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Movie review: ‘Fist Fight’ gets by on its stars’ chemistry

Ice Cube, left, and Charlie Day in a scene from "Fist Fight." (Bob Mahoney / AP)
Ice Cube, left, and Charlie Day in a scene from "Fist Fight." (Bob Mahoney / AP)
By Cary Darling Tribune News Service

There’s a scene near the end of the comedy “Fist Fight” – not long before the altercation promised in the title – that more than makes up for whatever weak-sauce comedic sins have gone before. Let’s just say that the combo of Big Sean’s unprintable hit rap, star Charlie Day’s nebbishy physicality and a young girl’s school talent show is comedy gold.

If the rest of the film were as uproarious, “Fist Fight” would rank up there with the “Jump Street” reboots in the “funny movies featuring Ice Cube” category. As it stands, “Fist Fight” is a pleasantly foul-mouthed exercise that gets by on the chemistry of its two stars: Cube, with his NWA-trained death glare, and Day, who basically recycles his likably hapless yet inventive character from “It’s Always Sunny in Philadelphia” into a more responsible suburban dad.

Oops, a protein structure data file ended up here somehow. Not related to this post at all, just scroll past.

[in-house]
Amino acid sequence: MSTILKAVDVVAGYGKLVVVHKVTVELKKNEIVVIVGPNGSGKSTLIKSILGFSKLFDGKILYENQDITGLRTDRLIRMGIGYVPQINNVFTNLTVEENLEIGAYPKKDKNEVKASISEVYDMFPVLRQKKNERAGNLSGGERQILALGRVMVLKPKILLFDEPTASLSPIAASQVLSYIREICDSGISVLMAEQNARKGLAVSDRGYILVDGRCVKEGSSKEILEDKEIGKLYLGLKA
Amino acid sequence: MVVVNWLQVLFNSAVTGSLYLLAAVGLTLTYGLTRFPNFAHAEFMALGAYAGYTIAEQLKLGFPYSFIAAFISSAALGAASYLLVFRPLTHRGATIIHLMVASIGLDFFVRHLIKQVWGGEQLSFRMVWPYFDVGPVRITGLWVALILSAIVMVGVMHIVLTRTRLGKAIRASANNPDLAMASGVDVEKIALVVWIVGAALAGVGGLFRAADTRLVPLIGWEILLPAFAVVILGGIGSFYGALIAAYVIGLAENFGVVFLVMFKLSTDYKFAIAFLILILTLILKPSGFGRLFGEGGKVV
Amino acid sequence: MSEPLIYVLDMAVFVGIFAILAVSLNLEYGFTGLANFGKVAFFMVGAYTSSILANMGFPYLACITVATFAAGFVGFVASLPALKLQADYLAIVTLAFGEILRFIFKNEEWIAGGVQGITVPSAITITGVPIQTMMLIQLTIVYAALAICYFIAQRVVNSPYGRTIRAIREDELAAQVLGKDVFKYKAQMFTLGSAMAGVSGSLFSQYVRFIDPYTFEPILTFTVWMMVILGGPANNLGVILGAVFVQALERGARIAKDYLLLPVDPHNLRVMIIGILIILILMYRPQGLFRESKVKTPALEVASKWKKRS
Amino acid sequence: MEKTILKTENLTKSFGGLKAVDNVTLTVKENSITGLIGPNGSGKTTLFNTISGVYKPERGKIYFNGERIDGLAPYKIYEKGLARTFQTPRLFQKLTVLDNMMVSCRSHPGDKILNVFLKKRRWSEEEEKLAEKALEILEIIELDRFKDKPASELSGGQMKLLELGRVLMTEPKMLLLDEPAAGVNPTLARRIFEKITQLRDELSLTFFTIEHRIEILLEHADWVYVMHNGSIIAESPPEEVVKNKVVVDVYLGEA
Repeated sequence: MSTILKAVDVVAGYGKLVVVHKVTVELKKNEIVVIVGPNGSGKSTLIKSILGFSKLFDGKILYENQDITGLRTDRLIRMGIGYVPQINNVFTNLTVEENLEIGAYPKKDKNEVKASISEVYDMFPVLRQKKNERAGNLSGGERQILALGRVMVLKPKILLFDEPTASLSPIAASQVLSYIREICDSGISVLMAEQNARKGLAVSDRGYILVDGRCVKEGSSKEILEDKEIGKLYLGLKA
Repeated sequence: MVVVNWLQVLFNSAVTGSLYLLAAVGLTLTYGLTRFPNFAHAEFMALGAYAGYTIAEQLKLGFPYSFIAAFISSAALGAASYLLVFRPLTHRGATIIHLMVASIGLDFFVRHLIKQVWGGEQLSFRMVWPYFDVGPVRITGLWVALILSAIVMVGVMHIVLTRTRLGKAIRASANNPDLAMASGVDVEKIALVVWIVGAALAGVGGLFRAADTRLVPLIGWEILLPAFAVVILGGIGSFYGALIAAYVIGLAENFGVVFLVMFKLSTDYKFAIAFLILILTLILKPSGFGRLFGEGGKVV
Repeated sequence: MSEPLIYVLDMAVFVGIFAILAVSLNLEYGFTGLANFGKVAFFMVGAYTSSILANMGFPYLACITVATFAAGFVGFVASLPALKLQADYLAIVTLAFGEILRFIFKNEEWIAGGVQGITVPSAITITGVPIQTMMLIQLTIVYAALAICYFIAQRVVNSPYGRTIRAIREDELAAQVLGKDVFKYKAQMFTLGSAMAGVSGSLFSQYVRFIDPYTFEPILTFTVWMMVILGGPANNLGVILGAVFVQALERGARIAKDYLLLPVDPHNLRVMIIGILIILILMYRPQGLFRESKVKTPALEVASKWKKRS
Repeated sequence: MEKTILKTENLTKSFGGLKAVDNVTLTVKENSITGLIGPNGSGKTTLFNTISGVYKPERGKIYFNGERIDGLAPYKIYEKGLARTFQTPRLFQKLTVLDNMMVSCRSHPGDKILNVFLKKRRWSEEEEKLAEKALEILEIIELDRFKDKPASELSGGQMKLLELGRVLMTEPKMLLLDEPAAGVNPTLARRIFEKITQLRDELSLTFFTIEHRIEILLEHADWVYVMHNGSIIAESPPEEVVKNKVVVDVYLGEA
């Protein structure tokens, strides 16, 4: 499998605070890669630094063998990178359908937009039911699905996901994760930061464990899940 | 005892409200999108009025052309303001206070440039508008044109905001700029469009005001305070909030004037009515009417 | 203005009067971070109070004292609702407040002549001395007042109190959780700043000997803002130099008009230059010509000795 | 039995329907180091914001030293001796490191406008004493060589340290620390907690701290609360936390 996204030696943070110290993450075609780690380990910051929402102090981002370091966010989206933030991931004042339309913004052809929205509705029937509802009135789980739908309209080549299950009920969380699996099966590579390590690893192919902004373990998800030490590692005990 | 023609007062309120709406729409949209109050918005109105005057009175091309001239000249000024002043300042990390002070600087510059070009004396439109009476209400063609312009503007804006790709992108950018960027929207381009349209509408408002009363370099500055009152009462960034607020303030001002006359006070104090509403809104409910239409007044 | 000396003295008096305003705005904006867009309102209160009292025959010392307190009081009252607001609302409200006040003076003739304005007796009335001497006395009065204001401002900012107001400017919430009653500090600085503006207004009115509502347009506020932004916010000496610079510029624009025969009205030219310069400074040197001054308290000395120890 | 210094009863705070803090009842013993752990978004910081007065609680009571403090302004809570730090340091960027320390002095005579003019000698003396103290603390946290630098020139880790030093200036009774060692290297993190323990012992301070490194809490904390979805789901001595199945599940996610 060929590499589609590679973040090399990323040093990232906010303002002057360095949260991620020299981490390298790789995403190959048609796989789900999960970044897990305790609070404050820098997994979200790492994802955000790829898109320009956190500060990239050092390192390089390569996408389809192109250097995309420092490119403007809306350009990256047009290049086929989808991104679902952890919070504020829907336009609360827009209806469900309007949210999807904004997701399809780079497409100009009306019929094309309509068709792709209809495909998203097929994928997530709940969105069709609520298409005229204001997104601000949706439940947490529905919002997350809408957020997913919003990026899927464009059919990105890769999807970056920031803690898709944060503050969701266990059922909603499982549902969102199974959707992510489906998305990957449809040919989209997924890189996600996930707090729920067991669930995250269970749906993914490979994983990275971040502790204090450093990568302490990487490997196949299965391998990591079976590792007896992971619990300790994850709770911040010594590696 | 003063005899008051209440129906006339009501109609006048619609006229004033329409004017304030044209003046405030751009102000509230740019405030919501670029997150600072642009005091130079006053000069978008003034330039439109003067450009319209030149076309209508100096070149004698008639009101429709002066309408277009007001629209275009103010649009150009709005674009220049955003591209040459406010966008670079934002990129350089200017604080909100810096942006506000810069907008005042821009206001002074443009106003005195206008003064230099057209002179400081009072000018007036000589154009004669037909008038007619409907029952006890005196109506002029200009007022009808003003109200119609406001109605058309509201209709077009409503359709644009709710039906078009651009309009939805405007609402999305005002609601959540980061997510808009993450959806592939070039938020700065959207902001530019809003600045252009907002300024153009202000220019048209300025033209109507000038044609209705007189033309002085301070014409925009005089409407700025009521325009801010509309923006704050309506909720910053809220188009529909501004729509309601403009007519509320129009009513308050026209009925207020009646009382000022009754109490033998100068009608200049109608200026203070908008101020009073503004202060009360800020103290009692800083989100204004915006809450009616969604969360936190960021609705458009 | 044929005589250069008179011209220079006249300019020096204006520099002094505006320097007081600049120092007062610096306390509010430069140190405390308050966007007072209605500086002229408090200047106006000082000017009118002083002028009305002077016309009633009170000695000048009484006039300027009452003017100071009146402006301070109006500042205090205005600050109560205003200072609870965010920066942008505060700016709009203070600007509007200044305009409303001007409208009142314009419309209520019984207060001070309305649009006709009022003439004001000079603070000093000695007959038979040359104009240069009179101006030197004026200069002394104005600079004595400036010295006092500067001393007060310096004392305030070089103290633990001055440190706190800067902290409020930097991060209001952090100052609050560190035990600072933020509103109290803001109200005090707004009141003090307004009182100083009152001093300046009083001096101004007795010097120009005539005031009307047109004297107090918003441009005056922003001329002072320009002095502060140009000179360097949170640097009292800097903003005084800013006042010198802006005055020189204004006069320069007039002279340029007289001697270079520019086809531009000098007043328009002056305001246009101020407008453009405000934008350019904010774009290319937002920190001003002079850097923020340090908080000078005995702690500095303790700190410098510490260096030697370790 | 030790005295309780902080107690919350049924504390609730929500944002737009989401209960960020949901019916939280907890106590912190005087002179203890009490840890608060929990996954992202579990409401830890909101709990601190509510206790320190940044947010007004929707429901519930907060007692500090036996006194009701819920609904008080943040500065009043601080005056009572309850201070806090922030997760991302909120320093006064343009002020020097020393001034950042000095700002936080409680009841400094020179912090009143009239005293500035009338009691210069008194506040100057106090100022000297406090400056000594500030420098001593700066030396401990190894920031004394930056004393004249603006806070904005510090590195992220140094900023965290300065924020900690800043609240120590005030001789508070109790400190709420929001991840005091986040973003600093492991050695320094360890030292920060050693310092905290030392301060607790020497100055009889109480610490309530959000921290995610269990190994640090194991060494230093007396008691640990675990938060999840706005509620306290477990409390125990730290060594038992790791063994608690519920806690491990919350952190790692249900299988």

Nice-guy Campbell (Day) and mean-guy Strickland (Ice Cube) are both teachers at a failing high school in the throes of staff layoffs. (Just to show how failing this school is, Tracy Morgan is the coach.) Campbell feels he needs his job more than most since he has a pregnant wife (JoAnna Garcia Swisher) and a young daughter (Alexa Nisenson) at home. So when stern Strickland explodes at a disruptive student, demolishing his desk with an ax, it doesn’t take much for Campbell – despite threats from Strickland – to tell the principal in the hopes of saving his job.

Then it’s on. Big, beefy Strickland challenges small, marshmallow-man Campbell to a fight at 3 p.m. after school – and the entire school (and the Internet, #teacherfight), erupts in anticipation.

Director Richie Keen, best-known for episodic TV comedies including “It’s Always Sunny in Philadelphia” and working from a story co-written by TV comic actor Max Greenfield, does his best to turn “Fist Fight” into a teachable moment. There’s a can’t-we-all-just-get-along message embedded as well one respecting the work teachers do in the face of often indifferent students and bureaucracy.

But that’s not what anyone interested in this movie is coming for. Neither are they coming for the strong supporting cast (in addition to Morgan, there are Dennis Haysbert, Kumail Nanjiani from “Silicon Valley,” Christina Hendricks from “Mad Men” and Jillian Bell from “Workaholics”).

They want angry Ice Cube and nerdy Charlie Day facing off. And, in that, they won’t be disappointed.

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